Wildlife meat sold openly in Puducherry


A thriving business: Carcasses of hare on display in front of houses on Koodapakkam Road on Sunday.

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A thriving business: Carcasses of hare on display in front of houses on Koodapakkam Road on Sunday.

Forest Dept. yet to take cognisance of illegal trade

Carcasses of black-naped hare, jungle cat and Asian palm civet suspended from hooks attached to bamboo poles in front of a row of houses greeted commuters passing through Koodapakkam Main Road in Villianur, a suburb of Puducherry, on Sunday morning. Unmindful of the illegality of the trade in wild meat, a man went about skinning the hare to be sold to waiting customers.

Members of the Narikorava tribe (a nomadic community) display the carcasses of the mammals and migratory birds listed under various schedules of the Wildlife Protection Act, 1972 without any fear of punishment. The Puducherry Forest Department remains blind to the illegal sale of meat of wild animals and birds in the open market, which remains busy with customers every Sunday.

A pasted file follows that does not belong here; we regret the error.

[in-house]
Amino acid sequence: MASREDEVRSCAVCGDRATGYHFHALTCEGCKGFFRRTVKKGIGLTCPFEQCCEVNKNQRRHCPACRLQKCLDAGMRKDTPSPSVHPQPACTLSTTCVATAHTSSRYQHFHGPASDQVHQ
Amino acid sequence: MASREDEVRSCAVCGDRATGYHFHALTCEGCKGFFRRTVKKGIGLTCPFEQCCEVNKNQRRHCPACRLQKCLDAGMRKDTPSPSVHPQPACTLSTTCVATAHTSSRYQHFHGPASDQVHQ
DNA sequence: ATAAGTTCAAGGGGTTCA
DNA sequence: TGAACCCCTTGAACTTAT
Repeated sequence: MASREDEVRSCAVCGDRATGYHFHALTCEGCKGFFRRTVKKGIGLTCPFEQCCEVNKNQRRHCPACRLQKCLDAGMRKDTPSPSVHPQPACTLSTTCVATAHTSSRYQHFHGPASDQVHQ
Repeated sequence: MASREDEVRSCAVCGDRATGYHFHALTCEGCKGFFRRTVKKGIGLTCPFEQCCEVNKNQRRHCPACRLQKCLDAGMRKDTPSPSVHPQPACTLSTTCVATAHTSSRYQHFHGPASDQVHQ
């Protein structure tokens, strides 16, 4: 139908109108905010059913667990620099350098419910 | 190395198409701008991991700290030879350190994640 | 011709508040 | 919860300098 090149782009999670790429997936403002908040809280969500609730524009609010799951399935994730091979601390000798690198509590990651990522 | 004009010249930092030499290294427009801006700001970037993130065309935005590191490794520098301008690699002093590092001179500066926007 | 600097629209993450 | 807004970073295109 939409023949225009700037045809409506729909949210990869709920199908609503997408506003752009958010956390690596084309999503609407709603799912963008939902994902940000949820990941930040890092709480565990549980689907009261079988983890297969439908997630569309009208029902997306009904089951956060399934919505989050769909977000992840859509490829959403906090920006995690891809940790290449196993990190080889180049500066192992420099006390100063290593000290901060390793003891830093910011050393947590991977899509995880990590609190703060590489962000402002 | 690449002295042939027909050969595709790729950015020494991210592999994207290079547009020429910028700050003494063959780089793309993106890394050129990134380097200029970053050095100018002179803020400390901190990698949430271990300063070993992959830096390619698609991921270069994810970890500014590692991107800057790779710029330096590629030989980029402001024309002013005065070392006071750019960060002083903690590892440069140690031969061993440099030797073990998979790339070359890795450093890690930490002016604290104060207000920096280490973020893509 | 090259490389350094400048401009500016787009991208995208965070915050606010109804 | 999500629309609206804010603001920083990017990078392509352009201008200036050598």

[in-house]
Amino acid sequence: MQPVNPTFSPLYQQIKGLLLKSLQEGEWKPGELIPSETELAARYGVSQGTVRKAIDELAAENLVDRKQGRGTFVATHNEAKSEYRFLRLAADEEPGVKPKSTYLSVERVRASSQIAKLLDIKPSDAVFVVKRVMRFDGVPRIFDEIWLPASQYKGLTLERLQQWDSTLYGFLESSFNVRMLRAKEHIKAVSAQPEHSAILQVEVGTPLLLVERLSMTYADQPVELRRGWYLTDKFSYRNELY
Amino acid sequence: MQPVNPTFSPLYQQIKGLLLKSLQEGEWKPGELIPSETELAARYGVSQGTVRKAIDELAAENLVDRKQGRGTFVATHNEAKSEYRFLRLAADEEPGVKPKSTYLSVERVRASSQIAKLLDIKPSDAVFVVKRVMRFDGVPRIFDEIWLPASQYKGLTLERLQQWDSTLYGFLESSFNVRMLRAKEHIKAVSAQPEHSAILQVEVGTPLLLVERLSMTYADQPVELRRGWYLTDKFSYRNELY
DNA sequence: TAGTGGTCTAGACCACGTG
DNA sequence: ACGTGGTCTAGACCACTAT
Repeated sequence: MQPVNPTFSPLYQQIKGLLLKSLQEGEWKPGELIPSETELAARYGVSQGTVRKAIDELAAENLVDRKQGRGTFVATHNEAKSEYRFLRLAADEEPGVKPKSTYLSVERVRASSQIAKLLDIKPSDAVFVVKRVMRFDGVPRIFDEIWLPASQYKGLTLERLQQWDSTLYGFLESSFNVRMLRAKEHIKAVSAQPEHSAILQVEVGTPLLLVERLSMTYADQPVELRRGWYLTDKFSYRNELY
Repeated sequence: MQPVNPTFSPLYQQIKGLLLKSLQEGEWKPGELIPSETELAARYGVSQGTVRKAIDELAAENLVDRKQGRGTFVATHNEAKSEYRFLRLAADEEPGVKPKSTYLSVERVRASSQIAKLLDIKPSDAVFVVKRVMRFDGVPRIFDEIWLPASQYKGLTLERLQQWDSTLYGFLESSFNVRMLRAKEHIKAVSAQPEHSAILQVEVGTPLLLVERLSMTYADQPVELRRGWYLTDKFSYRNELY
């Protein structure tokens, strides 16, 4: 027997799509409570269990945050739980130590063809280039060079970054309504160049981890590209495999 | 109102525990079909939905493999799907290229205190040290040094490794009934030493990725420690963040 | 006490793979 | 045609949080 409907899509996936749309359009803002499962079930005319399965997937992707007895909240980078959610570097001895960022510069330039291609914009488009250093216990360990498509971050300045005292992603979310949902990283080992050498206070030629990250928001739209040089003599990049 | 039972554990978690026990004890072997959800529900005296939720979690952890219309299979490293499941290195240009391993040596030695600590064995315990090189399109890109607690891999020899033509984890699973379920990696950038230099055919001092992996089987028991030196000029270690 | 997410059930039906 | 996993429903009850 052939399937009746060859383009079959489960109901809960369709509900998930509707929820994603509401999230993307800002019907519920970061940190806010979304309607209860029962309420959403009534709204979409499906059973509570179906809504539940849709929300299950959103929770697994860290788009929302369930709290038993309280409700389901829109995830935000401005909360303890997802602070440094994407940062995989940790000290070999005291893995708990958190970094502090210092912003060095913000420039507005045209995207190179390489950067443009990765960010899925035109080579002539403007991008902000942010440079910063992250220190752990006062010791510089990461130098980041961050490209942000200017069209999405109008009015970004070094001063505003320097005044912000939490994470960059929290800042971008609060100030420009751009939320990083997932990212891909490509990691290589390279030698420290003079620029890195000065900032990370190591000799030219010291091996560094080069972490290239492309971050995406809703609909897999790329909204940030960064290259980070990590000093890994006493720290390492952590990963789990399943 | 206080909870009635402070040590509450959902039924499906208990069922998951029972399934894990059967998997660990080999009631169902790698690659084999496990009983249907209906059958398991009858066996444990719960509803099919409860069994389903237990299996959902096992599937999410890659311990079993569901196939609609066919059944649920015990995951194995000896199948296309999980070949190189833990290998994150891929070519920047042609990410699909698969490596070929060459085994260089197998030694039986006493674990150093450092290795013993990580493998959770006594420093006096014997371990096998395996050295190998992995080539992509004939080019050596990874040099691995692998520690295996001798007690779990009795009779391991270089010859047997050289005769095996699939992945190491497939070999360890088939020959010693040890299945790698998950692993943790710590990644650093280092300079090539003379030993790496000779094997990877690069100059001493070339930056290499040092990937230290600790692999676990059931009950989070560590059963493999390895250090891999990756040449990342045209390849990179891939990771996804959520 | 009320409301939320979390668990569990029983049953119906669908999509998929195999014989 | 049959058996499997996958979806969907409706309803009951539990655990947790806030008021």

The stretch between Villianur and Koodapakkam is dotted with makeshift stalls openly selling the meat of birds and mammals, which visit the Oussudu lake, notified as a bird sanctuary by the Centre in 2008.

The carcasses hanging in front of the houses are only samples of what is on offer.

A closer examination inside the houses revealed rows of monitor lizards and common mongooses with their limbs tied, and Alexandrine and rose-ringed parakeets cramped in rectangular cages covered with gunny sacks.

Sources said that the meat was sold only to regular customers and liquor shops at high prices.

“A kilogram of meat of monitor lizard fetches suppliers anywhere between ₹1,500 and ₹1,700, while the meat of Asian palm civet is available at ₹600 per kg. A pair of little egrets costs ₹300 while a pair of spot-billed duck is sold at ₹400,” he said.

A wildlife conservationist in Poothurai, Villupuram district, said while Narikoravas in Tamil Nadu were no longer involved in hunting of birds, tribes in Puducherry could not be weaned away from trade in wild meat.

When contacted G. Kumar, Chief Conservator of Forests, said Forest department personnel had been conducting frequent checks to curb poaching. “I will send a team immediately,” he said.

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